The current “stay-at-home” culture of our community has generated a few interesting comments in my office. The occasional couple is finding that all this “together time” isn’t as easy as they thought it would be. But the truth of the matter is that marital counseling can have mixed results. Even with a skilled therapist, two factors usually stand in the way of success: First, many couples wait until one or both have decided it’s too late. I know it’s the kiss of death when I hear, “We’re going to do this as one last chance. At least we’ll be able to say we did everything.” This would be like waiting half an hour to call the fire department when your house is burning, and then saying, “I wanted to say I tried.” To continue the analogy, when your house is finally burned to the ground, you can then complain that the firemen weren’t capable, or that “God wasn’t on my side.” It sounds ridiculous when applied to a burning house, but a surprising number of couples do this very thing when it comes to their marriages.
The second reason marital therapy can fail is because one or both partners are more intent on convincing the therapist that he or she is right, rather than trying to correct his or her own thinking and behavior. This is called “triangulation”; when sessions degenerate into courtroom-like dramas in which otherwise mature adults compete for the validation of the therapist. “I’m right and reasonable and my spouse is an idiot. Of course you see this, don’t you?” More often than not, I don’t.
This is unhealthy and wrong on so many levels. First of all, why do you need a therapist – often a stranger about whose work you might not even have an informed opinion – to validate, in Pope-like fashion, that you’re right about everything and that your spouse is wrong? If you already know it to be so, why can’t you accept it?
Furthermore, if your spouse really is wrong about everything and you’re in the right, then why go to a therapist at all? The therapist will plainly see that you’re right, but your spouse is still going to be wrong. If he or she won’t do as you say outside of the therapist’s office, then it’s not going to magically happen just because you booked a session.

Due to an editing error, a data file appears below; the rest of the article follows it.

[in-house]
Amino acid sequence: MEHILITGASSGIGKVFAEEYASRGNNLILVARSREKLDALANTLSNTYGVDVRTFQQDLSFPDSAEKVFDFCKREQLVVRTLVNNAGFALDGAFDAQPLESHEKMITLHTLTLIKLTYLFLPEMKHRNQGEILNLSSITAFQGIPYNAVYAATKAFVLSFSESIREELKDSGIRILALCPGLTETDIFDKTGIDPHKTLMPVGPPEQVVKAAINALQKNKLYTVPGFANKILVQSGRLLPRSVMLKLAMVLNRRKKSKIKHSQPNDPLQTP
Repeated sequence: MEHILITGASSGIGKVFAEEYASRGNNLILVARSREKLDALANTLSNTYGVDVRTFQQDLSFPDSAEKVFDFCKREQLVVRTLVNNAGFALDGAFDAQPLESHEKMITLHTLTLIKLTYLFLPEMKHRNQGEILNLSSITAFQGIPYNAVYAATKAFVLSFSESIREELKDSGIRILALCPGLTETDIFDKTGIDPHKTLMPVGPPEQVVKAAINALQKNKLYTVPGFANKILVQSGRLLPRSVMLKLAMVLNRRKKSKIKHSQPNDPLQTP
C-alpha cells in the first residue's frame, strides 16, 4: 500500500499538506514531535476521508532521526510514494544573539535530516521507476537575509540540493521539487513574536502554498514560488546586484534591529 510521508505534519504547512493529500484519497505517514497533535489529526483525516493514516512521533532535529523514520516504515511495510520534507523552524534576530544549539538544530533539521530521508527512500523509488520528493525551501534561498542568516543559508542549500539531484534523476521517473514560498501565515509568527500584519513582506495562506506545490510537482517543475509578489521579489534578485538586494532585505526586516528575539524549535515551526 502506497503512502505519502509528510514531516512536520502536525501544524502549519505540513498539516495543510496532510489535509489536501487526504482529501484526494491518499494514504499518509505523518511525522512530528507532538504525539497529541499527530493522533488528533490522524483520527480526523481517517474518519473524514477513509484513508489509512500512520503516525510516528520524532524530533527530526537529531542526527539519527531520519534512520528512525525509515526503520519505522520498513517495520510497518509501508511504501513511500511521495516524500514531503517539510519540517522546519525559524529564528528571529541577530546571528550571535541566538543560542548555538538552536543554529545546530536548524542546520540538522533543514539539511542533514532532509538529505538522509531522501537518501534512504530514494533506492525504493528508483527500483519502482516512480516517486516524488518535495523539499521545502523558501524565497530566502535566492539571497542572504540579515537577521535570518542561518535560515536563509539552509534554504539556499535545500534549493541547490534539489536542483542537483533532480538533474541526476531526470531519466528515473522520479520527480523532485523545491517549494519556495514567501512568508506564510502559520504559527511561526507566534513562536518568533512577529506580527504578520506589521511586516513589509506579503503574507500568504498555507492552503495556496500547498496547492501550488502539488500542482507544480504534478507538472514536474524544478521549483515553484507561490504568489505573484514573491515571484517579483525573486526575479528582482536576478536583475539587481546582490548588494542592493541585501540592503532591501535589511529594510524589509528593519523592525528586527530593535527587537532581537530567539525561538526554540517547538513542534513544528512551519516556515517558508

Therapy so often degenerates into schoolyard spats where one of the parties runs to the principal’s office to get the principal on his or her side. I never cease to be fascinated by grown and often educated adults who engage in this obvious lapse in common sense.
This is the primary reason why I urge couples to start with separate sessions, rather than meeting me as a couple. It’s still couples therapy in the sense that I keep no secrets from the other. I talk openly about the first spouse’s session when I’m with the second (with everyone’s permission, of course). I also encourage each spouse to talk with the other about what we discussed in the sessions. It’s all out in the open, but (hopefully) civil.
There are many advantages to this approach. For one thing, each partner gets the full hour with me. There’s also no temptation to interrupt. Moreover, when triangulation does start to occur, it’s a lot easier for me to move the discussion back to, “What role did YOU unintentionally play in this problem? What are you doing or saying that’s ineffective and at odds with your goals for this marriage?” Since the other spouse is not in the room, there’s no opportunity for defensiveness or humiliation, which can happen in couples sessions.
If you’re in a position to seriously consider couples therapy or counseling, keep all of this in mind. Ask your therapist if he or she will schedule separate sessions, with the understanding that open disclosure is allowed.
The classic definition of insanity is doing the same thing over and over while expecting different results. This is the problem with many marriages, and why many couples seek professional assistance in the first place. Don’t let this insanity doom your counseling to failure. It’s a waste of your money and my time.
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